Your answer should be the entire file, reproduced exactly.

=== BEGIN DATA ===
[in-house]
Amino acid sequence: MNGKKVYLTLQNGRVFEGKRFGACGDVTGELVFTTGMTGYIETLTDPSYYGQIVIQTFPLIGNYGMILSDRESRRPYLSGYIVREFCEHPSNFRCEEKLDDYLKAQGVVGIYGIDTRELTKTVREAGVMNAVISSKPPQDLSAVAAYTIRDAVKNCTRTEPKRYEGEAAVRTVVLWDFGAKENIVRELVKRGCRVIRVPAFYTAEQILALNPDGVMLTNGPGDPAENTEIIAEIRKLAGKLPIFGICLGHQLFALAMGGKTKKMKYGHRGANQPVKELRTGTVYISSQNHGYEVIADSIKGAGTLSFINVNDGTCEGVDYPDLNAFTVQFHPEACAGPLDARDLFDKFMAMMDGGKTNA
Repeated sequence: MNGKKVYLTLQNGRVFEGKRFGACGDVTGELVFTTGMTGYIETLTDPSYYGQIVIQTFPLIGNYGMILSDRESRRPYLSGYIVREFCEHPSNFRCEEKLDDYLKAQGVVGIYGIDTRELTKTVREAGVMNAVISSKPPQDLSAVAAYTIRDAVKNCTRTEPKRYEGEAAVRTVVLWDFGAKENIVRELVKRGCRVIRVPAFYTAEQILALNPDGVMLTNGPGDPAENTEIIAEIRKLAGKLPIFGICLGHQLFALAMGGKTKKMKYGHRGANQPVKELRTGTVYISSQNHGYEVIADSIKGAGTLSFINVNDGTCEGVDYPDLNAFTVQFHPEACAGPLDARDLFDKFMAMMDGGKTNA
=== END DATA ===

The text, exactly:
[in-house]
Amino acid sequence: MNGKKVYLTLQNGRVFEGKRFGACGDVTGELVFTTGMTGYIETLTDPSYYGQIVIQTFPLIGNYGMILSDRESRRPYLSGYIVREFCEHPSNFRCEEKLDDYLKAQGVVGIYGIDTRELTKTVREAGVMNAVISSKPPQDLSAVAAYTIRDAVKNCTRTEPKRYEGEAAVRTVVLWDFGAKENIVRELVKRGCRVIRVPAFYTAEQILALNPDGVMLTNGPGDPAENTEIIAEIRKLAGKLPIFGICLGHQLFALAMGGKTKKMKYGHRGANQPVKELRTGTVYISSQNHGYEVIADSIKGAGTLSFINVNDGTCEGVDYPDLNAFTVQFHPEACAGPLDARDLFDKFMAMMDGGKTNA
Repeated sequence: MNGKKVYLTLQNGRVFEGKRFGACGDVTGELVFTTGMTGYIETLTDPSYYGQIVIQTFPLIGNYGMILSDRESRRPYLSGYIVREFCEHPSNFRCEEKLDDYLKAQGVVGIYGIDTRELTKTVREAGVMNAVISSKPPQDLSAVAAYTIRDAVKNCTRTEPKRYEGEAAVRTVVLWDFGAKENIVRELVKRGCRVIRVPAFYTAEQILALNPDGVMLTNGPGDPAENTEIIAEIRKLAGKLPIFGICLGHQLFALAMGGKTKKMKYGHRGANQPVKELRTGTVYISSQNHGYEVIADSIKGAGTLSFINVNDGTCEGVDYPDLNAFTVQFHPEACAGPLDARDLFDKFMAMMDGGKTNA